Oakwood’s $9.2M project to add rooms

Springfield center will build 30 rehab rooms, 16-apartment dementia care area.


By month’s end, Oakwood Village will break ground on a $9.2 million project to add 30 beds to its skilled nursing and rehabilitation program and a new 16-apartment Memory Unit with an enclosed outdoor courtyard to serve patients with dementia.

Jamie Houseman, the facility’s executive director, said construction is expected to last 200 days and the unit to open in fall 2014.

The official ceremony will be at 3 p.m. Tuesday at the back of Oakwood’s main complex.

Houseman said both aspects of the project have the same two objectives: first to meet the needs of Oakwood residents for rehabilitation and dementia care, second to expand those resources for the overall community.

An addition of rehabilitation beds “has been on Oakwood’s wish list for about a decade,” Houseman said.

As a facility that provides independent living, assisted living and skilled care, she said, it wants to provide its residents with on-site rehabilitation care when they need it.

Too often, she said, Oakwood has been in the awkward position of having to have its residents undergo rehabilitation in another facility because its own rehabilitation unit is full.

That displeased residents, their families and Oakwood staff, she said, so addressing that “was our first priority.”

The second priority, she said, was to help “people in our community who have chosen us and we haven’t been able to help them.”

Oakwood was able to add the rooms by transferring 30 beds from the Certificate of Need from the closed Mercy St. John’s Center. To try to check unnecessary health care capacity, the Ohio Department of Health must issue such a certificate before health care institutions can add such rooms.

The project also includes doubling the size of Oakwood’s rehabilitation gym to accommodate the expansion 86 skilled care beds to 116.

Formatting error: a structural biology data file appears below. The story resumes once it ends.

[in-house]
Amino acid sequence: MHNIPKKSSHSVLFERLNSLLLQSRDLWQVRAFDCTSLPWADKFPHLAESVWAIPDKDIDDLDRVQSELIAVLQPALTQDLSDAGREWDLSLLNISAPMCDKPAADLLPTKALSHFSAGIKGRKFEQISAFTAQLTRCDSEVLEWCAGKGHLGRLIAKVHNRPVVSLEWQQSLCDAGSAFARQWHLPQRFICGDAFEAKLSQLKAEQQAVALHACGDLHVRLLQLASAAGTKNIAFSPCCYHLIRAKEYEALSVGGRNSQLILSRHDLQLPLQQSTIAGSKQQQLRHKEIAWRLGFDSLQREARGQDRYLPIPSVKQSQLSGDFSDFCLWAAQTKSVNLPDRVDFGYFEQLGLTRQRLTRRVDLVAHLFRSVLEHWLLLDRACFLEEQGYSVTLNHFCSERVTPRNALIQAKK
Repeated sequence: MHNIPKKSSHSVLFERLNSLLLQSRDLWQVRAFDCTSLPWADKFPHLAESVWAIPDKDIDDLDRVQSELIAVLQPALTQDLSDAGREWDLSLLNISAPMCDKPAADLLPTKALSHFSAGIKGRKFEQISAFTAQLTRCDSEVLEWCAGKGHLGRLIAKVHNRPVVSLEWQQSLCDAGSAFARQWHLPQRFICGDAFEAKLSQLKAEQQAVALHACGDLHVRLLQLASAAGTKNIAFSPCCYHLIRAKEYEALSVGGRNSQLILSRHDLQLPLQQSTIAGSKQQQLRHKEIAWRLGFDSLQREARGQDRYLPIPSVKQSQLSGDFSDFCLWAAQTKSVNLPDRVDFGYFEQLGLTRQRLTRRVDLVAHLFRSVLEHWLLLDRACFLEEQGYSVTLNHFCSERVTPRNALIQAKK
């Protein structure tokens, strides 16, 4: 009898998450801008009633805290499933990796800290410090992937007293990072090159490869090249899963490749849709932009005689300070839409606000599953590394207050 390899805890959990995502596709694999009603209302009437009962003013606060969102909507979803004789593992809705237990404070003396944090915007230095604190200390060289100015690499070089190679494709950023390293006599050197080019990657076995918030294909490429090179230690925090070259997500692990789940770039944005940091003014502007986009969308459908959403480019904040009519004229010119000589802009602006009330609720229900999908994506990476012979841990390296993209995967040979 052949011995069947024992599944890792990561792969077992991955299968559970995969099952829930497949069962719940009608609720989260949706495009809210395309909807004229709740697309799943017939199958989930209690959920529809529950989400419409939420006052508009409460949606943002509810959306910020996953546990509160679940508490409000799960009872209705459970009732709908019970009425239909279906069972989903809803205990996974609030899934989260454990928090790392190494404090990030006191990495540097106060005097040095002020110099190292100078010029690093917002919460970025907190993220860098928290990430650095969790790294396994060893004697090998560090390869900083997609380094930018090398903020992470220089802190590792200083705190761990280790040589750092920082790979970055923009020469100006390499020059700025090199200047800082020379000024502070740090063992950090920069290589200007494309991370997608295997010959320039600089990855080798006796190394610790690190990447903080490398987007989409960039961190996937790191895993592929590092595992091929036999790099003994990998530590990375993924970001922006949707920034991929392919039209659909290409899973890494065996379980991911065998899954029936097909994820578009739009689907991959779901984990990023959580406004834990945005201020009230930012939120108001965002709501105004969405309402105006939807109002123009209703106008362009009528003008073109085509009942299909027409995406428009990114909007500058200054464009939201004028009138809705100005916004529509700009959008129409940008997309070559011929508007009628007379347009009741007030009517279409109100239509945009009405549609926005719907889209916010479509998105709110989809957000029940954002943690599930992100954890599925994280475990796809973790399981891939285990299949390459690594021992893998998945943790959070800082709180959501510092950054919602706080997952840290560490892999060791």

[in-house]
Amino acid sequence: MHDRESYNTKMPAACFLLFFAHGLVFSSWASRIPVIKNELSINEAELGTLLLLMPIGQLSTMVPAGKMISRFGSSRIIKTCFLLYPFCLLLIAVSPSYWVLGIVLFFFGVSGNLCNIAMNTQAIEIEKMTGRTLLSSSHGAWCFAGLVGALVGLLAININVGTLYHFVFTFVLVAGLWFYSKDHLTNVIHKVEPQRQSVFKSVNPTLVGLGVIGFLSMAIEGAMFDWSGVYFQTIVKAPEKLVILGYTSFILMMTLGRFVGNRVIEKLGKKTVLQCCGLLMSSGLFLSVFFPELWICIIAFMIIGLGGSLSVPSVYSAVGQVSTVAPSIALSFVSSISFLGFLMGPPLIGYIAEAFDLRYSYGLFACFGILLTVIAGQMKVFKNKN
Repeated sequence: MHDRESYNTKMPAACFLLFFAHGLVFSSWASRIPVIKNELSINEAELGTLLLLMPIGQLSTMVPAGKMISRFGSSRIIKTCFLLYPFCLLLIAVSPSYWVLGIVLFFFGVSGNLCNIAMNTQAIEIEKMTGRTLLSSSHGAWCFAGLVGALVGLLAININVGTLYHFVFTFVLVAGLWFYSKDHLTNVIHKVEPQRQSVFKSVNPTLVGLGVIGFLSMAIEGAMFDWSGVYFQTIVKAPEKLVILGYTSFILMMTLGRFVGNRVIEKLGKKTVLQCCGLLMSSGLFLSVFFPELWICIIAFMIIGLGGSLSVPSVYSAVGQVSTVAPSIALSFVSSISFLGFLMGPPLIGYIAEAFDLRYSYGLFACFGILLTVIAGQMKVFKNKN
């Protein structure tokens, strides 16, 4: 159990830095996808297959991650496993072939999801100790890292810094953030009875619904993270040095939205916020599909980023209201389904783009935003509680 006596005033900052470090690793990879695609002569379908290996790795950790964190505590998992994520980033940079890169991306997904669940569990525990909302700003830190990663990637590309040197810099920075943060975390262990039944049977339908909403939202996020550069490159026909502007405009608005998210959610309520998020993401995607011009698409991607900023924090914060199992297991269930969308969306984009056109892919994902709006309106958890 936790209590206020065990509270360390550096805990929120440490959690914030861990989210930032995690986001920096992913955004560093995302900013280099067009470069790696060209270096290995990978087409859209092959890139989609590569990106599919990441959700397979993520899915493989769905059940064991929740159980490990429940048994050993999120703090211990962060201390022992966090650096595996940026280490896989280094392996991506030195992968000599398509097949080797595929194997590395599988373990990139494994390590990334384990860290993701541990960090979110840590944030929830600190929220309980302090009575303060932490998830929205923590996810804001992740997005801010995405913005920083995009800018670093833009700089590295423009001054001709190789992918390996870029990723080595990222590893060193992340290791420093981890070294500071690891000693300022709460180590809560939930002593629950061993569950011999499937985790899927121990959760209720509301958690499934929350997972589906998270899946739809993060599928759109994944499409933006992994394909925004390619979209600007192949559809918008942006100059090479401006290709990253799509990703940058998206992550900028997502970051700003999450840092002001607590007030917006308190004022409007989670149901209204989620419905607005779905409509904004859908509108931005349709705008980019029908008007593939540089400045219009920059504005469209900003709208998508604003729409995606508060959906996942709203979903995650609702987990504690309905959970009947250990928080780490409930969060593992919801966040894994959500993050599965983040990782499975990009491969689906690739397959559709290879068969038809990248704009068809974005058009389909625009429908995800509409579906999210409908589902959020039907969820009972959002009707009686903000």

Houseman said both units are designed based on past occupancy records for their programs and with the plan of maintaining 95 percent occupancy rates.

The Memory Unit apartments “again came out of the need to serve residents we had been taking care of,” she said.

Because “these folks typically are a wandering risk,” she said, the new units will be built in a circular floor pattern rather than as a single long hallway, which leads wanderers to a dead end.

The unit will be “all enclosed, all inclusive, including a courtyard” in which residents could wander outdoors. The courtyard for the Memory Unit will abut the courtyard for the new rehabilitation rooms, the two separated by an opaque divider.

Houseman said the new Memory Unit will include ” very different type of staffing and programming.”

“Our design includes life skills stations, if you will for that person that still thinks they’re going to be working every day.”

She said that if a former reporter with memory issues thought he or she was going to work that day, “we would would go with it.”

She calls it “a very social model, keeping them engaged with activities while still serving the medical component.”

Houseman said Forest Glen uses a similar approach in one of its units, “but I would say there are few in this market, and our data shows there is a need. There’s plenty of this population to go around.

The rehabilitation and Memory Units will be built side-by-side will be at the north end of Oakwood’s complex, and the Memory Unit, in particular will have views of and natural area.

Houseman said a plus for care will be Oakwood’s Electronic Records connection with Springfield Regional Medical Center, from which many patients are transferred for rehabilitative care.

Access to hospital records will make it easier to “bridge back and forth” with patients, she said.

Although doctors and nurses at Oakwood will not be able to enter new data in the hospital charts, she said the read-only access has “already been a wonderful benefit” and she expects that as the systems are supplemented, that “is only going to get better.”


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